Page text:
In January, the very popular Humans of New York often abbreviated as HONY came under serious scrutiny. Humans of New York was started in 2010 by a blog which has expanded and is published on Tumblr, Instagram, Facebook, Twitter and is now even available in a print format. Even St. Olaf has a Facebook page entitled Humans of St. Olaf that was inspired by HONY. Humans of New York is a collection of photos of people found on the streets of New York City, accompanied by short snippets of interviews with the subject of the photograph or some commentary. Photographer Brandon Stanton, the founder of HONY, takes all of the pictures and writes the commentaries himself. An editorial by Melissa Smyth, an associate editor for warscapes.com, set forth several grievances with regard to Stanton’s blog.
Smyth mainly criticized HONY for making a superficial appeal to the reader’s sentiment instead of addressing any substantive problems on subjects like racism and sexism. Smyth cites examples of photos featuring interracial interactions that bring a “fuzzy feeling” to the reader instead of a realistic representation of the diverse challenges faced in human existence. The project also received criticism from Smyth due to Stanton’s operation of the project. Stanton takes all photos and conducts all interviews, thus HONY is all seen through Stanton’s lens. The only people that Stanton photographs are those who he deems approachable, and therefore, the process is not truly random.
There is a disparity in Smyth’s expectations and Stanton’s aims. What Smyth wants is a cultural medium through which problems like racism and income inequality can be addressed through productive sorts of empathy. With the HONY project, Stanton seems to share no such aspirations in either current or past interviews. Stanton sees HONY as a collection of photos documenting people of interest and giving small vignettes of the human experience. There is a place for art that isn’t serious commentary, and Smyth does not acknowledge it. Smyth criticizes HONY as a form of escapism for people who want to ignore Ferguson and ISIS. While permanent ignorance and isolation from contemporary issues is not good, the occasional consumption of media that isn’t a serious dialogue or video of some wartime atrocity is necessary.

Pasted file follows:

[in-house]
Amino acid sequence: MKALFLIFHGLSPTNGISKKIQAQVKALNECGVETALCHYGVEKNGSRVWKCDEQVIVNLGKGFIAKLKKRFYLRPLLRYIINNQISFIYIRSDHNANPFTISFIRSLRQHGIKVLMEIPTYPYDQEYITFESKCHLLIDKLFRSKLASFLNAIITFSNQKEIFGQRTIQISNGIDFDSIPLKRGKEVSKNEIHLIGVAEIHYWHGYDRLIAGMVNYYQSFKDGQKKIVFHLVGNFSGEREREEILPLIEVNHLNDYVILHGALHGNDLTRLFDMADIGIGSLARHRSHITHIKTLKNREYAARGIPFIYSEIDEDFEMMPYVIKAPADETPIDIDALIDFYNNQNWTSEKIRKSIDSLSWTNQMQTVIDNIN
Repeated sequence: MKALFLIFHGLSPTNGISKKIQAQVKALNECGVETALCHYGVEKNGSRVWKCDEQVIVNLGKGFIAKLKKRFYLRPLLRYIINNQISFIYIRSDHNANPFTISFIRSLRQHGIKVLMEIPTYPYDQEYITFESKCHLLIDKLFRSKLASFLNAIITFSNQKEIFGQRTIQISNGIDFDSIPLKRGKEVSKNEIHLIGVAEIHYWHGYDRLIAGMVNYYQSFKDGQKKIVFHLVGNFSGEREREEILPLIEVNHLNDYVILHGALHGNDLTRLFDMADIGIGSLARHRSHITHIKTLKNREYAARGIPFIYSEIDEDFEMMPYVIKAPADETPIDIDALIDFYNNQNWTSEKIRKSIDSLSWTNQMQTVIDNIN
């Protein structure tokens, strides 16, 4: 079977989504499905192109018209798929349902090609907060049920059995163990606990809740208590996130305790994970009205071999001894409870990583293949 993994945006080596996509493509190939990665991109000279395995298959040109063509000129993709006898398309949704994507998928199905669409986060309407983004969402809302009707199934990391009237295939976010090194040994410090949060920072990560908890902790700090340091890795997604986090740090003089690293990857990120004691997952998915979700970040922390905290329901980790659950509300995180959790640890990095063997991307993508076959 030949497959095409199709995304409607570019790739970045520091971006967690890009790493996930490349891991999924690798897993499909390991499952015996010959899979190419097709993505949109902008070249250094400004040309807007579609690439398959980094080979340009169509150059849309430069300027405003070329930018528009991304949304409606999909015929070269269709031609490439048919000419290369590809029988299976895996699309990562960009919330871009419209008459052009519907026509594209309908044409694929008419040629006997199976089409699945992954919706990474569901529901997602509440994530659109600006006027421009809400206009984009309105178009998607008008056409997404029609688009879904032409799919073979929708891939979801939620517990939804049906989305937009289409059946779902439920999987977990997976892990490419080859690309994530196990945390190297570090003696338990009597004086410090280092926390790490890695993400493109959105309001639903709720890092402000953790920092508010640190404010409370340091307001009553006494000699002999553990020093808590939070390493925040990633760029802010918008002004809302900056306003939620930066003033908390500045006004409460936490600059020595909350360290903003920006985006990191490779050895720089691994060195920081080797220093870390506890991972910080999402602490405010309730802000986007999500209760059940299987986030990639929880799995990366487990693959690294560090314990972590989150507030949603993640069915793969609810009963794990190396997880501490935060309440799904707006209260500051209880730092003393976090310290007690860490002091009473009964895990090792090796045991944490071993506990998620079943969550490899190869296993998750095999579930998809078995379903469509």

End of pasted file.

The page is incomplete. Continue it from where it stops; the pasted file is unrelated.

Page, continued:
However, Stanton’s willingness to censor commentary about his own work is a valid concern to critics. According to Smyth, Stanton had also removed critiques of certain blog entries. Although the critique of his blog may be incorrect in Stanton’s eyes, he surely shouldn’t be censoring it.
It is important for Stanton to do several things. Perhaps he could more clearly define what HONY’s purpose is and admit some of his own biases. Smyth’s argument against his selection bias of photographic subjects, while interesting, seems not really to detract from the art. Escapism is not necessarily irresponsible; people go to see action movies where the heroes always win, listen to uplifting songs and sometimes go to HONY to get some quick relief from the CNN headlines about ISIS and plane crashes.
Scott Johnson ’18 email@example.com is from Gladstone, Mo. He majors in economics.